Labour leader Jeremy Corbyn said he would build a high speed rail line from Birmingham to the North – not London – claiming it shows a fixation with the South East.
Speaking to the Post, Mr Corbyn said if he were prime minister, the proposed HS2 line would head in another direction, with infrastructure spending currently too focused around the capital.
However, he admitted that the project would be too advanced to change by the 2020 General Election.
Construction for the London to Birmingham route will begin in 2017 and be complete by 2026.
Mr Corbyn said he would still like to see more investment to reopen local rail lines, such as the Camp Hill Chords, and expand the rail network across the Midlands and North.
He said: “I expect by the next election HS2 will be under way and we will be dealing with the consequences of it.
“I have a view, which is probably too late now as the decision has been made on the southern section, that I would have started the other way round, from Birmingham going northwards to Leeds, Manchester and Newcastle.
“I think we need to get a message out that we’re not directing all rail investment to London and the South East – and I say that as a London MP.
“I want to see much higher quality rail services in the Midlands and the North. There are still too many of the unreopened lines across the West Midlands and still too many people living with the consequences of short-sighted decisions in the 1960s.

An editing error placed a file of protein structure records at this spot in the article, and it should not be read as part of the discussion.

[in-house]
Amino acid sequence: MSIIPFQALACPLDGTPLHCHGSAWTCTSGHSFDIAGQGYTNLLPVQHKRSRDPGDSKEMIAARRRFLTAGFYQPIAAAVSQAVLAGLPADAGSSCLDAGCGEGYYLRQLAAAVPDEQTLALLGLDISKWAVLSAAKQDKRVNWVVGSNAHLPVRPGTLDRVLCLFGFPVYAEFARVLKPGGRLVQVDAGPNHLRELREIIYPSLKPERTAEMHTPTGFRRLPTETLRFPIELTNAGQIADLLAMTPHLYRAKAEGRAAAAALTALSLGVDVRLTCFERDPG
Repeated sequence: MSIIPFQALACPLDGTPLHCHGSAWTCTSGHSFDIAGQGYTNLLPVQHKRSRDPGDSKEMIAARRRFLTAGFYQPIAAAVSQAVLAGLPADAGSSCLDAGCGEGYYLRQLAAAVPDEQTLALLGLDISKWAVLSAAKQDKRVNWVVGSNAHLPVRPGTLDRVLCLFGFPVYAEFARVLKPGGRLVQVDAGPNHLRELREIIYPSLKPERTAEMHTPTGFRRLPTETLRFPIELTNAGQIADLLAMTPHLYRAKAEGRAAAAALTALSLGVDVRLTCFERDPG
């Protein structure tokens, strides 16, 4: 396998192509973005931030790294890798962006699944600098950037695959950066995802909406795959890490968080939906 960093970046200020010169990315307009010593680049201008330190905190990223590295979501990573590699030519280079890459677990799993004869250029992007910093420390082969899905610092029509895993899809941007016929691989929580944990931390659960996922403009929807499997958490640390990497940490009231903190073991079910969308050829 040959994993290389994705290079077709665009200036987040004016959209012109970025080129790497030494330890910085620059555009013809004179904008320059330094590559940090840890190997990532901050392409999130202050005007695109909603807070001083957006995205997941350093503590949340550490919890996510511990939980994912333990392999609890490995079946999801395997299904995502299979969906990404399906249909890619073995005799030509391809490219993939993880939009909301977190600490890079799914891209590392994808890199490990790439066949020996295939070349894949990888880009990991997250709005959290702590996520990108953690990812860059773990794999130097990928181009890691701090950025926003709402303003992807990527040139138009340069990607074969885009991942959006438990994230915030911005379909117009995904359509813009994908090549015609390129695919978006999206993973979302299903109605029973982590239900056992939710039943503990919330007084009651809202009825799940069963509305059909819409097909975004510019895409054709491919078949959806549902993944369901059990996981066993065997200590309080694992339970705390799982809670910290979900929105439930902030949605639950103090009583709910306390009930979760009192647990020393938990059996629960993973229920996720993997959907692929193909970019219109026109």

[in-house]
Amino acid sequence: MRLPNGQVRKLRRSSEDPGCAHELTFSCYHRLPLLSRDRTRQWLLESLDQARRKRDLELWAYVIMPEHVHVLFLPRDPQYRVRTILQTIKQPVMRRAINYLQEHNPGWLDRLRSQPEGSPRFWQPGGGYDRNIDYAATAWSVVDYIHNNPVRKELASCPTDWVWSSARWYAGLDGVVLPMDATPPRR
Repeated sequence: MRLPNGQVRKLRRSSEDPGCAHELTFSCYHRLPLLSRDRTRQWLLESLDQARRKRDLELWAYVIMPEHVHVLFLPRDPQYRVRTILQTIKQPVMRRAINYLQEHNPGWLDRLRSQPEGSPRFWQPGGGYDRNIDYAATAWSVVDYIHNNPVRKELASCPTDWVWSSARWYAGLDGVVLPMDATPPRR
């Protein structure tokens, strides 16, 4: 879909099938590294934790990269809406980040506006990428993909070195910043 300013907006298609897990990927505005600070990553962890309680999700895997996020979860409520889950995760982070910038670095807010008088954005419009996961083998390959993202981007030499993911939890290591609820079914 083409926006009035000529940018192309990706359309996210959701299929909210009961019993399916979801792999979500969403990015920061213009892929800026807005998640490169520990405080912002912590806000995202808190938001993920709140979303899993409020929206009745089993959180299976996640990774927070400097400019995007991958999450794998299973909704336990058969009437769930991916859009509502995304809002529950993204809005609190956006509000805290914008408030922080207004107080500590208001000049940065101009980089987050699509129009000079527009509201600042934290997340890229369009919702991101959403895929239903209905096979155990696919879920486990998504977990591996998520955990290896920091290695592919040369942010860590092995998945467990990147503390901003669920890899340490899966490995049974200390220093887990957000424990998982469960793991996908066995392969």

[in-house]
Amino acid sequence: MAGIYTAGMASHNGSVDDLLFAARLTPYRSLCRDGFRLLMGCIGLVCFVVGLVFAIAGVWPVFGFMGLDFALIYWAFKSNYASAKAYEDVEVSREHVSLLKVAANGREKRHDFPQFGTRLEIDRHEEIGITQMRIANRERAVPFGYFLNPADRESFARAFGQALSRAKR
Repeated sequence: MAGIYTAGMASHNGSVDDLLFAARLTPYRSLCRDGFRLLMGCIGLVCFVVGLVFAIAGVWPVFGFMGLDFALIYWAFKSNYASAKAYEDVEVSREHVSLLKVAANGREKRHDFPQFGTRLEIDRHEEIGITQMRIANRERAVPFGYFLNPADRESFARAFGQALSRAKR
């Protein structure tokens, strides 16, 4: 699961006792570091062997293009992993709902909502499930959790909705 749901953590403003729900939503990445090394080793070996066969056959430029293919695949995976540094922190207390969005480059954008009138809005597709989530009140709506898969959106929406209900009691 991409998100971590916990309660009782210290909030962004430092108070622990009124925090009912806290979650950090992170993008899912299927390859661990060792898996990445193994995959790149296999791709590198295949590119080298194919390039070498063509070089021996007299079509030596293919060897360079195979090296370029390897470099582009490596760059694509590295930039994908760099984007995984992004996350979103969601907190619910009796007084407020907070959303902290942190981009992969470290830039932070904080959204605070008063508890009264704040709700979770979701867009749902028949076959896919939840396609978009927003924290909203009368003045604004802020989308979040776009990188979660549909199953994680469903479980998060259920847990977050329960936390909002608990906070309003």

“I grew up in Shropshire I understand this. I remember campaigns to keep lines open which are now being considered for reopening.
“I get the point about developing rail capacity as a whole, but if we don’t develop the local rail systems, have better tram systems and metro links and reopen a lot of branch lines then you end up with a lack of a feeder system into it.
“The South East has an intensive rail networks compared to the Midlands and the North, this has to change.”
Mr Corbyn’s stance on HS2 is important, with cross-party support key to progression.
He was speaking after it emerged the cost of the London-to-Birmingham leg of Britain’s proposed new railway was approaching £30 billion, compared to the £21.4 million predicted earlier.
However, it has become increasingly vital to growth plans in Greater Birmingham, as shown in the devolution deal agreed with the Government this week.
Reports claim the cost of the entire railway, including the trains and the phase two link from Birmingham to Leeds and Manchester, is likely to be more than £70 billion.
Mr Corbyn has been accused of a U-turn on HS2 after previously being critical of plans before becoming Labour leader.
He was speaking to the Post during one of his first official visits to Birmingham since becoming leader of the Labour Party, as he toured the EEF apprentice training centre in Perry Barr.
Mr Corbyn spoke with young apprentices and training centre bosses on issues around training, skills and manufacturing and urged more girls and young women to consider working in engineering and manufacturing.
“I want to see good quality apprenticeships which lead to good quality jobs afterwards.
“What we’ve seen at this EEF facility is top quality apprentices being trained with not just the top quality engineering skills they need to have but also social skills, life skills and communication skills.
“These are the people who are going to be developing and expanding manufacturing capability in the UK in the future.”
Asked about the Birmingham City Council leadership election he said that he was not taking sides, but would be following events closely.
He pointed out that the city council was facing huge budget pressures as a result of Government cuts.
He added: “I’m looking forward to meeting whoever is elected as the new leader of Birmingham City Council.
“I am interested, and absolutely I am concerned because this is the largest local authority in Europe and the largest housing authority.”